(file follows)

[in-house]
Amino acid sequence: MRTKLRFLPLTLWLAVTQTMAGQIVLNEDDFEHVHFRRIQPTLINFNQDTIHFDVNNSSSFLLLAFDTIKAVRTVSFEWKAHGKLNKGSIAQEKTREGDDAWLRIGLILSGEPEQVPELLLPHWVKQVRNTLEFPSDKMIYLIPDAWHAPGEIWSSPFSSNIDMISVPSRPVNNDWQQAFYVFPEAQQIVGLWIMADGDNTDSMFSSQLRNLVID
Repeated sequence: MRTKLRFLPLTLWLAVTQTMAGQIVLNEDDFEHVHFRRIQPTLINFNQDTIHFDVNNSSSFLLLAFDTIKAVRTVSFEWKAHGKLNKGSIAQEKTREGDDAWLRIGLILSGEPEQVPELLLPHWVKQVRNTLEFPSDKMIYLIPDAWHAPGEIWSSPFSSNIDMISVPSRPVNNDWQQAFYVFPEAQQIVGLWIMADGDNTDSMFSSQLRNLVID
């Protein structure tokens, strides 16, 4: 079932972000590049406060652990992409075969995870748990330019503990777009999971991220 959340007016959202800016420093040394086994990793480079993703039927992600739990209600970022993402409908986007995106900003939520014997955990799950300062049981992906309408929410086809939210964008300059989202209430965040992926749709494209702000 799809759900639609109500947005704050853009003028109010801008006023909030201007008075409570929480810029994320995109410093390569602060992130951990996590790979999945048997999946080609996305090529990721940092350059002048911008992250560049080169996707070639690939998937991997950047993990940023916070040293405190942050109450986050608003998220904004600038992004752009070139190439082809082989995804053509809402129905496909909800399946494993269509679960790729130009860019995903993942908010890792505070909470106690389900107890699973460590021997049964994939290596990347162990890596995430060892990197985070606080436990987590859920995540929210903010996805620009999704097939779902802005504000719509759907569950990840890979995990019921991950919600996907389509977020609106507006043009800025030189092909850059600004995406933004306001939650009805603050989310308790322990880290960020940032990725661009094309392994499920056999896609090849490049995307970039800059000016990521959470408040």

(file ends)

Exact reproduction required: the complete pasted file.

[in-house]
Amino acid sequence: MRTKLRFLPLTLWLAVTQTMAGQIVLNEDDFEHVHFRRIQPTLINFNQDTIHFDVNNSSSFLLLAFDTIKAVRTVSFEWKAHGKLNKGSIAQEKTREGDDAWLRIGLILSGEPEQVPELLLPHWVKQVRNTLEFPSDKMIYLIPDAWHAPGEIWSSPFSSNIDMISVPSRPVNNDWQQAFYVFPEAQQIVGLWIMADGDNTDSMFSSQLRNLVID
Repeated sequence: MRTKLRFLPLTLWLAVTQTMAGQIVLNEDDFEHVHFRRIQPTLINFNQDTIHFDVNNSSSFLLLAFDTIKAVRTVSFEWKAHGKLNKGSIAQEKTREGDDAWLRIGLILSGEPEQVPELLLPHWVKQVRNTLEFPSDKMIYLIPDAWHAPGEIWSSPFSSNIDMISVPSRPVNNDWQQAFYVFPEAQQIVGLWIMADGDNTDSMFSSQLRNLVID
């Protein structure tokens, strides 16, 4: 079932972000590049406060652990992409075969995870748990330019503990777009999971991220 959340007016959202800016420093040394086994990793480079993703039927992600739990209600970022993402409908986007995106900003939520014997955990799950300062049981992906309408929410086809939210964008300059989202209430965040992926749709494209702000 799809759900639609109500947005704050853009003028109010801008006023909030201007008075409570929480810029994320995109410093390569602060992130951990996590790979999945048997999946080609996305090529990721940092350059002048911008992250560049080169996707070639690939998937991997950047993990940023916070040293405190942050109450986050608003998220904004600038992004752009070139190439082809082989995804053509809402129905496909909800399946494993269509679960790729130009860019995903993942908010890792505070909470106690389900107890699973460590021997049964994939290596990347162990890596995430060892990197985070606080436990987590859920995540929210903010996805620009999704097939779902802005504000719509759907569950990840890979995990019921991950919600996907389509977020609106507006043009800025030189092909850059600004995406933004306001939650009805603050989310308790322990880290960020940032990725661009094309392994499920056999896609090849490049995307970039800059000016990521959470408040």